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Hamlin residents divided on wind towers  

Hamlin residents remain sharply divided over a proposed law governing where wind energy towers should be located. About 200 of them packed into a church gymnasium last night for a public hearing on the proposed wind tower law developed by a law firm hired by the town board.

Some land owners have already signed leases with Iberdrola, a wind energy firm that wants to build a wind farm in Hamlin. Some spoke last night saying the lease money would help them keep their farms from development.

Other residents oppose wind towers for a variety of reasons. Some fear loss of property values, noise and the hazard of spinning wind turbine blades for migrating birds.

Troy Nesbitt is chair of the Hamlin Preservation Group which wants to see the 400 foot tall wind towers kept at least 17-hundred feet from a neighboring property line. He says his group would rather see a bigger setback, but believes 17-hundred is a good compromise. Nesbitt says the town government needs to find a compromise between the hard line wind supporters and opponents. He says that’s become harder because the town board first set up a citizens committee on wind power, then didn’t accept its recommendations.

The majority of the wind committee wanted the towers kept 2-thousand-460 feet from a home. A minority of the panel wanted 17-hundred feet. An early draft of the proposed town law suggested 15-hundred.

Some wind supporters like Art McFarland say it should be a thousand feet. McFarland said he’s for wind power in Hamlin and against restrictive zoning that would limit its development.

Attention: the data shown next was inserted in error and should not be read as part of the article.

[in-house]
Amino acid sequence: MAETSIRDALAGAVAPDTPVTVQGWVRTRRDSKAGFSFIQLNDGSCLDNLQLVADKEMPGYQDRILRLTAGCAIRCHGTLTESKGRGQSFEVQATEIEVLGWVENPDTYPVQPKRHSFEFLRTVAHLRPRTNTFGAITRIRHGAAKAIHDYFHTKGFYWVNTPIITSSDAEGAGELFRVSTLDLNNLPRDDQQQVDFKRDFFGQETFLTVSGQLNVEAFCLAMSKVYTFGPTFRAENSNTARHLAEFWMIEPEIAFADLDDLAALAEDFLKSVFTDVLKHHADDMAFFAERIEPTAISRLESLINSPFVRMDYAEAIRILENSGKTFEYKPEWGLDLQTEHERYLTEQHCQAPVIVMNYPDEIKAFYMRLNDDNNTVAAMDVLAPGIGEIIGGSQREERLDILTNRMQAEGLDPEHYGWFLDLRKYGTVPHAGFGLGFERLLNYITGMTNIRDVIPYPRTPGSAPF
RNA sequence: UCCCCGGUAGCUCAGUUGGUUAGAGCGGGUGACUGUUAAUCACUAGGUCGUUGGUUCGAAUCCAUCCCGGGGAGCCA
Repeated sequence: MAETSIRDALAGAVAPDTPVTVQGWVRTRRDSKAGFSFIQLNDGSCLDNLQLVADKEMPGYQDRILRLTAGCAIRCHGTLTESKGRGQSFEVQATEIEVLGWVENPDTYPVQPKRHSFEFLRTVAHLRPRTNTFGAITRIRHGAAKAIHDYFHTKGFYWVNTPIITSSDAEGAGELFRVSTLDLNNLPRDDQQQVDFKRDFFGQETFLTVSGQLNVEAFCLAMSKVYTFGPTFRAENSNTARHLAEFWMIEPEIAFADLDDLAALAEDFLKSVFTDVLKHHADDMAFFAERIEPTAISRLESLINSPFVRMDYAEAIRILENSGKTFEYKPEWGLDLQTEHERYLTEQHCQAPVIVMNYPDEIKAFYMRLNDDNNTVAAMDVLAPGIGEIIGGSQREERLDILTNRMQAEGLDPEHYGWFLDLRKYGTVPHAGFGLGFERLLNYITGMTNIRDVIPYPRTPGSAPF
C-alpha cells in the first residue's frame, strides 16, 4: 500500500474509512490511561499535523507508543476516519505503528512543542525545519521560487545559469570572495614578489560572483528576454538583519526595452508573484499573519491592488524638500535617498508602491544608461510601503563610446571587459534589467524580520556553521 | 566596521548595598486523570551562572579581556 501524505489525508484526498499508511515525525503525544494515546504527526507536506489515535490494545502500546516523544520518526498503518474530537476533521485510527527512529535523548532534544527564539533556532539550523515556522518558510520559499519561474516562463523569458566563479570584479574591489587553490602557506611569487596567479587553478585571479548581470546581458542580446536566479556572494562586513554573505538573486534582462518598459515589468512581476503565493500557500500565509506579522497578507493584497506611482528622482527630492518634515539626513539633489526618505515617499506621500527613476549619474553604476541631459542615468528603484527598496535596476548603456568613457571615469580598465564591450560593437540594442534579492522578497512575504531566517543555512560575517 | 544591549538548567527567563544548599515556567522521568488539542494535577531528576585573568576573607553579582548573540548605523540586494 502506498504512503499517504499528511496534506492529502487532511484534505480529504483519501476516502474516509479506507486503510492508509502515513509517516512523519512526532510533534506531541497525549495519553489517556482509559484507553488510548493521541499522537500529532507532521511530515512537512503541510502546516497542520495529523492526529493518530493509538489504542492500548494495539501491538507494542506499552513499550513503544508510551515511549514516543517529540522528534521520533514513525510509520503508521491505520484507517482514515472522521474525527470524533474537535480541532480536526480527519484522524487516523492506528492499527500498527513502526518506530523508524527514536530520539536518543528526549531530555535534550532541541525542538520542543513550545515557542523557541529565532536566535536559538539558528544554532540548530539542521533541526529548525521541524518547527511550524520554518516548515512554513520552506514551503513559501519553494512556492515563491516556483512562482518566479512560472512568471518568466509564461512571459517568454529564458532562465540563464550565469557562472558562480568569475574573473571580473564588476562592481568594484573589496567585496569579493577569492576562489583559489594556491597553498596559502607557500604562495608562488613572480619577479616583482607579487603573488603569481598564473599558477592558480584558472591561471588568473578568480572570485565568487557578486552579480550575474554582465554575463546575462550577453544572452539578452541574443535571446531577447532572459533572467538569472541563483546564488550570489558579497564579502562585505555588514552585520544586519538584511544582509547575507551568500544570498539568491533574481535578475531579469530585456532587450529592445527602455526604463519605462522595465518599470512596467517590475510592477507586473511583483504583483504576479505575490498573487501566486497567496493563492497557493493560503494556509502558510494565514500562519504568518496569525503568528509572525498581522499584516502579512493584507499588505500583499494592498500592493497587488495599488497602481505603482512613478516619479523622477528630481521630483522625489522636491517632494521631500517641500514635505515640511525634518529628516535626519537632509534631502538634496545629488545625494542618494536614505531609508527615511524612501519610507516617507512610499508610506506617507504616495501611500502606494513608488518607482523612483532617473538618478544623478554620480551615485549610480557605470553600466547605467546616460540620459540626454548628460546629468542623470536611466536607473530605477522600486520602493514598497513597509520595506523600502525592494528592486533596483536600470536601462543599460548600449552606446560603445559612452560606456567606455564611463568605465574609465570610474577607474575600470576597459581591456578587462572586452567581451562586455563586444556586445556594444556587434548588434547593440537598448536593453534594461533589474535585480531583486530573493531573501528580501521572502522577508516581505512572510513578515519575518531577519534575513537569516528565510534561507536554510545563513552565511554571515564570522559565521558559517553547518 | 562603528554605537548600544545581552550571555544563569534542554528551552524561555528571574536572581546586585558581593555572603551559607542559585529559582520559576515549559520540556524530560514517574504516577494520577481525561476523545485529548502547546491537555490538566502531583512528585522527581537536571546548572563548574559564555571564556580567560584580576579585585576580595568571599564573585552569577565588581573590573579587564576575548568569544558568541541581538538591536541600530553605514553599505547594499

Town Supervisor Dennis Roach said last night that the 17-hundred foot setback was put into the town’s latest draft wind tower law for discussion only. He says a majority of the board thinks 26-hundred-40 feet is too restrictive, while some members prefer only a thousand foot setback. Roach says there’s no agreement on that figure yet.

The town hopes to have its laws written within a few weeks, and is pushing to get them finished before the state legislature takes up a power plant siting law that might supersede them.

If that happens, Hamlin will be a step closer to becoming the first Monroe County town with a commercial wind power farm.

By Bud Lowell

WXXI Public Broadcasting

8 February 2008

This article is the work of the source indicated. Any opinions expressed in it are not necessarily those of National Wind Watch.

The copyright of this article resides with the author or publisher indicated. As part of its noncommercial effort to present the environmental, social, scientific, and economic issues of large-scale wind power development to a global audience seeking such information, National Wind Watch endeavors to observe “fair use” as provided for in section 107 of U.S. Copyright Law and similar “fair dealing” provisions of the copyright laws of other nations. Send requests to excerpt, general inquiries, and comments via e-mail.

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